This woman caught in adultery account is not found in the earliest manuscripts. Take a look at the notes in the study Bible that you use. However, it does not really matter because the Gospel is not diluted with its absence.

    However, to Daisy’s point, men were not as frequently punished as women. In fact, it has been a societal custom since forever that the women’s virginity is to be inviolate and the man’s conquests to be winked at. And now I shall duck!

  80. @ Joe:

    That’s my own favoured theory; pick the soft target. That, and they just didn’t care as much (since a woman being stoned to death was less likely to inconvenience them).

  81. dee wrote:

    This woman caught in adultery account is not found in the earliest manuscripts.

    True, but I didn’t want to let that particular can of worms out of the bag.

  82. Eagle wrote:

    Mr. H…be careful. The Evangelical Free is struggling with Hyper-Reformed theology as well, and parts of the EFCA have been hijacked.

    Thanks for the warning, Eagle. Our particular church is quite safe from the Calvinistas for now. I suppose when our pastor retires change could happen, but that won’t be for a while, I think.

  83. In other news, Manchester City (from being 2-0 down after 12 minutes) have just taken the lead against Bayern.

    Iiiiiiiiiiinteresting game in Munich; there may be more goals to come.

  84. Re: Ed Welch

    I don’t know him very well, but in my opinion he is trying very hard to straddle the line between nouthetic counseling and legitimate psychology. Very hard to do, as nouthetics hate psychology and legit psychologists see nouthetic for what it is: wacky.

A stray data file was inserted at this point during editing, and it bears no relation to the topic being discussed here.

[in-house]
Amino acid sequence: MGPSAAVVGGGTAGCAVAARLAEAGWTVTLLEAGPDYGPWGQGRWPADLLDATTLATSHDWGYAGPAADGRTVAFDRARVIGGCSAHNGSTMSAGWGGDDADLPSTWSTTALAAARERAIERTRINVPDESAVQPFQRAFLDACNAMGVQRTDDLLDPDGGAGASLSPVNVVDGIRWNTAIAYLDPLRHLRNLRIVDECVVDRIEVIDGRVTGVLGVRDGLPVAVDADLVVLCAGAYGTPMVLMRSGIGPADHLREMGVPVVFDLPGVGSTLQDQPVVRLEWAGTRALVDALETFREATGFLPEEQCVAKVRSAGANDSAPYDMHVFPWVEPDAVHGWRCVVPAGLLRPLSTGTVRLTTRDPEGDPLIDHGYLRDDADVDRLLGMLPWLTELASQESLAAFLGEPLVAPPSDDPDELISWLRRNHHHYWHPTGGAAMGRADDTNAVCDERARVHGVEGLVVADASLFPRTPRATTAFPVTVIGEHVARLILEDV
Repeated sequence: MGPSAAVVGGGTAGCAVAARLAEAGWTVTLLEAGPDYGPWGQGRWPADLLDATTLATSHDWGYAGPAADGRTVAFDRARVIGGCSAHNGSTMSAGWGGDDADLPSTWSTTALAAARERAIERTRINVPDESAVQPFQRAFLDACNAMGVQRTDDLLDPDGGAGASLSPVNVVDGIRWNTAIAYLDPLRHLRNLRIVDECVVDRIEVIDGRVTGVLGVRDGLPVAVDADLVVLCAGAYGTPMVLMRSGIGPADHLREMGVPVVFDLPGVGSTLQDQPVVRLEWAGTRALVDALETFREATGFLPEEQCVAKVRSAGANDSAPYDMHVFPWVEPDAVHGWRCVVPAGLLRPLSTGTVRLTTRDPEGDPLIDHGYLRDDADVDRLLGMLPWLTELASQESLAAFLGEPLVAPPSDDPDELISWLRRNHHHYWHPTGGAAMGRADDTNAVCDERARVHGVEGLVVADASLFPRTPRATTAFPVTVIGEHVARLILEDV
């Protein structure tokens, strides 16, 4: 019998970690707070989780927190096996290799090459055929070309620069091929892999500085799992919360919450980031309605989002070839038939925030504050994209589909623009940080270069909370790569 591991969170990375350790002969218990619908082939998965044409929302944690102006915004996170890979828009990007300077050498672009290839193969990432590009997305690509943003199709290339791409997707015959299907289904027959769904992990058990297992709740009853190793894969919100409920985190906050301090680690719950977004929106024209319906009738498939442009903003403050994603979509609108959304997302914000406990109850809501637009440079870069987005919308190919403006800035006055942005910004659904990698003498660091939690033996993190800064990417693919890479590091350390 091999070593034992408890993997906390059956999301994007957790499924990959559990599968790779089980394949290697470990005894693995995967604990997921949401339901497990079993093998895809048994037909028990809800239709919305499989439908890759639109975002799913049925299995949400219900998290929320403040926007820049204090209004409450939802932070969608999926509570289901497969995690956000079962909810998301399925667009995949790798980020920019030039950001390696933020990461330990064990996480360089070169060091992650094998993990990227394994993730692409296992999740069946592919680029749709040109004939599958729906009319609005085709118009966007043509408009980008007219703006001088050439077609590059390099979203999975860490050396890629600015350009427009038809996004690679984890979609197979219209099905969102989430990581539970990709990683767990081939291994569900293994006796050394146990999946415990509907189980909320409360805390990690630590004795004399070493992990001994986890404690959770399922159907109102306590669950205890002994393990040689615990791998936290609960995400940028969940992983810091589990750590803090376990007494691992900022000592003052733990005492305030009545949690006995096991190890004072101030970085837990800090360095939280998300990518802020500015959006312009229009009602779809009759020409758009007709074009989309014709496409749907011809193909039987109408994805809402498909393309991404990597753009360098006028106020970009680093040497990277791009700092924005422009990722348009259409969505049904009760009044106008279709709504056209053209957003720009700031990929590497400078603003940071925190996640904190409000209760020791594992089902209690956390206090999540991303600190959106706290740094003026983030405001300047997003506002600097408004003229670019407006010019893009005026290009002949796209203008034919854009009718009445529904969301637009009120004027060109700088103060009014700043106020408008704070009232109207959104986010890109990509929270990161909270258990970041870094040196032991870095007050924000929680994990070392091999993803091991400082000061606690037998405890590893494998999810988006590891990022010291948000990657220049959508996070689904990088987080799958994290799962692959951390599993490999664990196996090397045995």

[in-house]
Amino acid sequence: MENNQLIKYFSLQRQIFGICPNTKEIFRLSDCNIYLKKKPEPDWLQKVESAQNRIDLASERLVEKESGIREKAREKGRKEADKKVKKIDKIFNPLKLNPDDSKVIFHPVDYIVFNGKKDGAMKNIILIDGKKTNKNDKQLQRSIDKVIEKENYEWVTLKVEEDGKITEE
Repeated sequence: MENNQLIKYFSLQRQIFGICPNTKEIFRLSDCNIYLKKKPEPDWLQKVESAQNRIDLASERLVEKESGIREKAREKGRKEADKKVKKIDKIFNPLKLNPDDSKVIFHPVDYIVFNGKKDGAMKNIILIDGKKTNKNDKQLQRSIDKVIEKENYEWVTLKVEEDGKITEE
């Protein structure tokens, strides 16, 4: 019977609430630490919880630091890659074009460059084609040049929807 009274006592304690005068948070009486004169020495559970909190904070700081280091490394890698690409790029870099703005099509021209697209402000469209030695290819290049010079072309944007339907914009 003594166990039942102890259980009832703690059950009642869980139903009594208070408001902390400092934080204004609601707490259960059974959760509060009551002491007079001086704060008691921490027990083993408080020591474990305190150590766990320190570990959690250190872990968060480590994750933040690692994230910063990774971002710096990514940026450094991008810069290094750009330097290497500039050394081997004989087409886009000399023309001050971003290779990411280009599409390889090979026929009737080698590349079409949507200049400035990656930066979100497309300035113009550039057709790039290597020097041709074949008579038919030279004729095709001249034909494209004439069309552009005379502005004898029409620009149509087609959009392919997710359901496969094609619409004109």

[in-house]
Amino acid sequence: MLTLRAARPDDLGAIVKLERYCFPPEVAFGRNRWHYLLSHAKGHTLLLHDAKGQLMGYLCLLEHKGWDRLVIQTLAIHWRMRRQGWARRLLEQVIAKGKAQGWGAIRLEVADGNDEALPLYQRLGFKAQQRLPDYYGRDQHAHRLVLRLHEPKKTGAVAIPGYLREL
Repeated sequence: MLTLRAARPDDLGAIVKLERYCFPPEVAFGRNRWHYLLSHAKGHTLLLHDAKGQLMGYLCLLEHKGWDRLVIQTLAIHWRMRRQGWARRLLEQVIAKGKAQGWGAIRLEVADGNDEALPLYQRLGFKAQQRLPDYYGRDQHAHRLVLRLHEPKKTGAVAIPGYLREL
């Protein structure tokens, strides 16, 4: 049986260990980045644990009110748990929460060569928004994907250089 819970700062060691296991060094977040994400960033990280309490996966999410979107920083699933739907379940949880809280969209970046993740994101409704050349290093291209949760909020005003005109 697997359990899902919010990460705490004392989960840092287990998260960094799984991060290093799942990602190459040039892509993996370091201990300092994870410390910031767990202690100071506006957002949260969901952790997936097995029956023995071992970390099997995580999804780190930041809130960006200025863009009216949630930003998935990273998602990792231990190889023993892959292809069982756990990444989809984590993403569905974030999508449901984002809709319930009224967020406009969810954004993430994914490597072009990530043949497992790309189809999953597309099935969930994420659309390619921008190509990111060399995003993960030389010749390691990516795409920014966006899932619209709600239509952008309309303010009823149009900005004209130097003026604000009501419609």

A couple of things are quite interesting about Welch:

    First, the way he cites his professional degree: a “PhD in counseling” with the little parenthetical addendum “neuropsychology.” Two very different fields. From a professional psychological standpoint, this is a very odd and confusing way to present one’s academic degree.

    Second, Welch consistently using the term “counseling” to describe what he does. Again, this is very unusual from the standpoint of professional psychology. Psychologists actually don’t “counsel” – that term has a very specific technical meaning in the mental healthcare profession. Clinical psychologists (i.e. psychologists who work primarily with clients, as opposed to doing research in a lab setting) do things like “assessment” and “therapy.” Therapy and counseling are NOT the same thing, contrary to what many seem to think. Counseling is essentially listening and giving very basic advice – very simple and limited in scope. Therapy includes listening, but includes much more complex clinical work that addresses a client’s needs according to the clinician’s theoretical orientation (CBT, psychodynamic, systems, humanistic-existential, etc.).